Jon Gruden’s second stint as head coach of the Oakland Raiders is off to a rough start, and it sounds like he has quickly lost the trust of many of his players.
Gruden has already traded two of Oakland’s core players in pass-rusher Khalil Mack and wide receiver Amari Cooper. While seasoned NFL veterans know enough to never be surprised by a roster move, some Raiders players told Vic Tafur of The Athletic that the way Gruden handled the trades has them questioning the coach’s “accountability.”
“When what you say and what you do are two different things, there is a problem,” one player said.
Gruden said publicly that he was not entertaining trade offers for Cooper, and he was apparently telling the team the same in private. After he was dealt to the Dallas Cowboys on Monday, Cooper was pulled off the practice field without Gruden explaining why. Players later learned about the trade by checking their phones, and Gruden still had not addressed the team about it as of Tuesday. He did, however, speak with ESPN and say the Raiders are done dealing and are “trying to stay competitive.”
Veteran players who spoke with Tafur indicated they don’t believe Gruden when he says he is not tanking in 2018.
“You have to wonder if we haven’t been playing for draft picks all along,” one player said. “Despite everything the coaches told us at training camp.”
Another player described the Mack deal as a “stiff jab” but the Cooper trade as a “knockout punch” because players were blindsided by it coming out of the bye.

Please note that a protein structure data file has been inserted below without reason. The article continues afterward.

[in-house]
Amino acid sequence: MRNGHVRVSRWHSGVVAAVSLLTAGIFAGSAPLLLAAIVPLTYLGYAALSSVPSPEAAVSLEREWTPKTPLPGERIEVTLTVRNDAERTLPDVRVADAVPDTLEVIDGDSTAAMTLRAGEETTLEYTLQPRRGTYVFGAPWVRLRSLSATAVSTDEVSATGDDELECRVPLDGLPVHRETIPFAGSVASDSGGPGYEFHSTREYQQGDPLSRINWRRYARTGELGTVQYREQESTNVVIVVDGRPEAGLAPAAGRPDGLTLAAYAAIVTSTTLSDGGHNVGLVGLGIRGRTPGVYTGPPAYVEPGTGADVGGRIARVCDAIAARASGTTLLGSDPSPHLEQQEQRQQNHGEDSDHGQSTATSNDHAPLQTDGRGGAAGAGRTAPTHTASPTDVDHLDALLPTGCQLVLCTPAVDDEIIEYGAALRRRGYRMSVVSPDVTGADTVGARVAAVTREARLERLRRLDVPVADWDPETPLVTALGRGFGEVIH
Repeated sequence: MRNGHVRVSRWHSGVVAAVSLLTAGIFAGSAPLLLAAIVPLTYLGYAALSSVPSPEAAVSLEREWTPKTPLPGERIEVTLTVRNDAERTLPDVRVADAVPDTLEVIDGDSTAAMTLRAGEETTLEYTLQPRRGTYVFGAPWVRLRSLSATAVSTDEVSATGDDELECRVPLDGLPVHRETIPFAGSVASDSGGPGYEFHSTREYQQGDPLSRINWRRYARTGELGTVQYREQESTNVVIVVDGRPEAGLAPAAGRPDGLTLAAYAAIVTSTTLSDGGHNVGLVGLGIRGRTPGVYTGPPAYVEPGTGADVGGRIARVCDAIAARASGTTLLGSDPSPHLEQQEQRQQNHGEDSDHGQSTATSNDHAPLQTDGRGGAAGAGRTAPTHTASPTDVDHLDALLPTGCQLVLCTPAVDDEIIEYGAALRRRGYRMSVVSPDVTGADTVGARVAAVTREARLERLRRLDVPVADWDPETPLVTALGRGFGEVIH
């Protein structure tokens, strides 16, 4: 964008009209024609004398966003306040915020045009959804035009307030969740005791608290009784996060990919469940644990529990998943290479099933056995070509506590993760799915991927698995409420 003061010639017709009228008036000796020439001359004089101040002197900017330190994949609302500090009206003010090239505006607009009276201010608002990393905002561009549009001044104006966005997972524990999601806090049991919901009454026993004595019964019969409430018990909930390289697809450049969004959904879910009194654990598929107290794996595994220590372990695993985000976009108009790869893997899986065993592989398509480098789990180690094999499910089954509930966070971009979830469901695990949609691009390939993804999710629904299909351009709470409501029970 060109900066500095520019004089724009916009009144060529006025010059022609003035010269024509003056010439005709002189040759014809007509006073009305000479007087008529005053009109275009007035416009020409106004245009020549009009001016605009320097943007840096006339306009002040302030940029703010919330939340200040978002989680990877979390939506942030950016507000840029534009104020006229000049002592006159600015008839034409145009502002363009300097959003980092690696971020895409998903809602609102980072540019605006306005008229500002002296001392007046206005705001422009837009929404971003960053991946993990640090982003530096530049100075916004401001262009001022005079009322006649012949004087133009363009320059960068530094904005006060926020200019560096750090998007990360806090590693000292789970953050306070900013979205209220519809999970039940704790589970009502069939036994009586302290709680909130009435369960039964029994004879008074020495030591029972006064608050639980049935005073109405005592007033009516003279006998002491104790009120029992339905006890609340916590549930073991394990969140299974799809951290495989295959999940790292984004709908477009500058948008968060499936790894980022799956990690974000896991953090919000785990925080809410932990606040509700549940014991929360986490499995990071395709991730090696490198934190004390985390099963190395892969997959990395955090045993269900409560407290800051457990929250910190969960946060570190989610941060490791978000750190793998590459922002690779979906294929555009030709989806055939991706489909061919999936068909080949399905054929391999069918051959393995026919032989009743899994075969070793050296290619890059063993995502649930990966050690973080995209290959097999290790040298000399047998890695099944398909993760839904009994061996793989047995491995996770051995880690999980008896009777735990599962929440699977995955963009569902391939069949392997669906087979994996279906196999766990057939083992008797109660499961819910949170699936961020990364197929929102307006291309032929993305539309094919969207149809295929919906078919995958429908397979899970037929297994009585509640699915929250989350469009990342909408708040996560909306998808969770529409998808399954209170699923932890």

“We didn’t want to believe it was coming, and Coach said we weren’t going to trade him,” the veteran said.
One report we heard about the Cooper trade may help explain why Gruden said one thing publicly and then did another, but he obviously has a real problem on his hands. Having three first-round picks in the 2019 NFL Draft is nice, but the level of trust with Gruden is only going to continue plummeting if he can’t turn them into immediate success.
A popular narrative developing around the Oakland Raiders is that general manager Reggie McKenzie is being marginalized by head coach Jon Gruden, who has most of the organizational power.
McKenzie battled back against that chatter on Monday when announcing the Amari Cooper trade, denying that Gruden is trying to force him out of his role with the organization.
McKenzie has been Oakland’s general manager since 2012. Gruden’s arrival before this season has come with a distinct shift in organizational philosophy, with the team trading Khalil Mack and now Cooper to accumulate draft picks and free up cap space. Gruden himself denied talk of a Cooper trade, and it came to fruition, so either he was deflecting or completely out of the loop. The former is much more likely, but either way, the situation is emblematic of the odd and confusing dynamic that has developed around the organization since Gruden’s arrival.
Oakland Raiders head coach Jon Gruden on Tuesday was critical of cornerback Rashaan Melvin when speaking with the media.
Melvin went from starter to taking a small role in the Raiders’ 27-3 blowout loss to the Seahawks in London on Sunday. The demotion was part of major changes that also saw cornerback Gareon Conley benched.